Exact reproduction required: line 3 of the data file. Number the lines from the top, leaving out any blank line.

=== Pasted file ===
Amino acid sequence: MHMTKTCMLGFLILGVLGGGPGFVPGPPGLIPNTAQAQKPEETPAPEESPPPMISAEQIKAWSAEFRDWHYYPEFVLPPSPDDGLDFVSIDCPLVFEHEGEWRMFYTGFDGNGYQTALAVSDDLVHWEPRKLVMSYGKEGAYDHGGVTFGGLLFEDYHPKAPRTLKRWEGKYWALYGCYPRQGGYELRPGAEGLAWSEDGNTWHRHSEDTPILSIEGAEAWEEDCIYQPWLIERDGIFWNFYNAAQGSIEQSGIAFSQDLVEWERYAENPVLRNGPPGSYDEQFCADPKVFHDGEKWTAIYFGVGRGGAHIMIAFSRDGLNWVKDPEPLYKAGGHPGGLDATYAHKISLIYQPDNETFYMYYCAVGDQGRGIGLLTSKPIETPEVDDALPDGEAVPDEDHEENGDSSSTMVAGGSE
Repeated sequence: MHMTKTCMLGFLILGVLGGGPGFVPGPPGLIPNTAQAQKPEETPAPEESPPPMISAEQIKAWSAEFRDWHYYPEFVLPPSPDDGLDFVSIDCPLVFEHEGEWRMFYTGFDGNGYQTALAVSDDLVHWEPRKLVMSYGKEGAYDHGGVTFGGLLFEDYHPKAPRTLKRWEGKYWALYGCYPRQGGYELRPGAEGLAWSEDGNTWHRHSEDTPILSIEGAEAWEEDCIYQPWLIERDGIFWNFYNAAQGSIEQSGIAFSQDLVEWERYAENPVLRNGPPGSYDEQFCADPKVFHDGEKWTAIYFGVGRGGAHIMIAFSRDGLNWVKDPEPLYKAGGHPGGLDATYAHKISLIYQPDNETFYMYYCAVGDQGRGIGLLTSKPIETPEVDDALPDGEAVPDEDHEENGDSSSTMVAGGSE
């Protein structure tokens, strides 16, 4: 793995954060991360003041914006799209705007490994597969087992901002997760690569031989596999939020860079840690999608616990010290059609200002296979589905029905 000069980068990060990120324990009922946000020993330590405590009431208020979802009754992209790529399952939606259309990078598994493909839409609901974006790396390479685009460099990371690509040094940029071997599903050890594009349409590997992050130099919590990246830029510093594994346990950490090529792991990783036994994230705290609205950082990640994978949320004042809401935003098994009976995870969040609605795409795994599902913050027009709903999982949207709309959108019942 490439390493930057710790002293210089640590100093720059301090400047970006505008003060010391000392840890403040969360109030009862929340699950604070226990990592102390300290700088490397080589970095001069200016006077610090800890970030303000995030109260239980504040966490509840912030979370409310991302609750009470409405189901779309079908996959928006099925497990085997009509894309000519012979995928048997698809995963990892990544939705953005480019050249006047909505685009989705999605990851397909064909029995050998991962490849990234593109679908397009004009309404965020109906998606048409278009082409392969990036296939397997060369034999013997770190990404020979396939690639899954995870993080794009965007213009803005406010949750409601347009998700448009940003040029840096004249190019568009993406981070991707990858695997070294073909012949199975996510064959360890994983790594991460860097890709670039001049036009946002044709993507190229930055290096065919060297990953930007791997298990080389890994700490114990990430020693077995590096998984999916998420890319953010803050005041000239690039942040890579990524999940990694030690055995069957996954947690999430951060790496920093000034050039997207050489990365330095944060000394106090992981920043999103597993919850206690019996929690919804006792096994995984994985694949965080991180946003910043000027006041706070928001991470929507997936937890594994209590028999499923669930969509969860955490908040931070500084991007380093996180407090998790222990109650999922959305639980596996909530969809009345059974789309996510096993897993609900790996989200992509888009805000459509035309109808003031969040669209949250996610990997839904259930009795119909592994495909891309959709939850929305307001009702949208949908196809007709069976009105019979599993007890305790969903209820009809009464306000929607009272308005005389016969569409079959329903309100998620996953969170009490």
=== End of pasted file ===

């Protein structure tokens, strides 16, 4: 793995954060991360003041914006799209705007490994597969087992901002997760690569031989596999939020860079840690999608616990010290059609200002296979589905029905 000069980068990060990120324990009922946000020993330590405590009431208020979802009754992209790529399952939606259309990078598994493909839409609901974006790396390479685009460099990371690509040094940029071997599903050890594009349409590997992050130099919590990246830029510093594994346990950490090529792991990783036994994230705290609205950082990640994978949320004042809401935003098994009976995870969040609605795409795994599902913050027009709903999982949207709309959108019942 490439390493930057710790002293210089640590100093720059301090400047970006505008003060010391000392840890403040969360109030009862929340699950604070226990990592102390300290700088490397080589970095001069200016006077610090800890970030303000995030109260239980504040966490509840912030979370409310991302609750009470409405189901779309079908996959928006099925497990085997009509894309000519012979995928048997698809995963990892990544939705953005480019050249006047909505685009989705999605990851397909064909029995050998991962490849990234593109679908397009004009309404965020109906998606048409278009082409392969990036296939397997060369034999013997770190990404020979396939690639899954995870993080794009965007213009803005406010949750409601347009998700448009940003040029840096004249190019568009993406981070991707990858695997070294073909012949199975996510064959360890994983790594991460860097890709670039001049036009946002044709993507190229930055290096065919060297990953930007791997298990080389890994700490114990990430020693077995590096998984999916998420890319953010803050005041000239690039942040890579990524999940990694030690055995069957996954947690999430951060790496920093000034050039997207050489990365330095944060000394106090992981920043999103597993919850206690019996929690919804006792096994995984994985694949965080991180946003910043000027006041706070928001991470929507997936937890594994209590028999499923669930969509969860955490908040931070500084991007380093996180407090998790222990109650999922959305639980596996909530969809009345059974789309996510096993897993609900790996989200992509888009805000459509035309109808003031969040669209949250996610990997839904259930009795119909592994495909891309959709939850929305307001009702949208949908196809007709069976009105019979599993007890305790969903209820009809009464306000929607009272308005005389016969569409079959329903309100998620996953969170009490």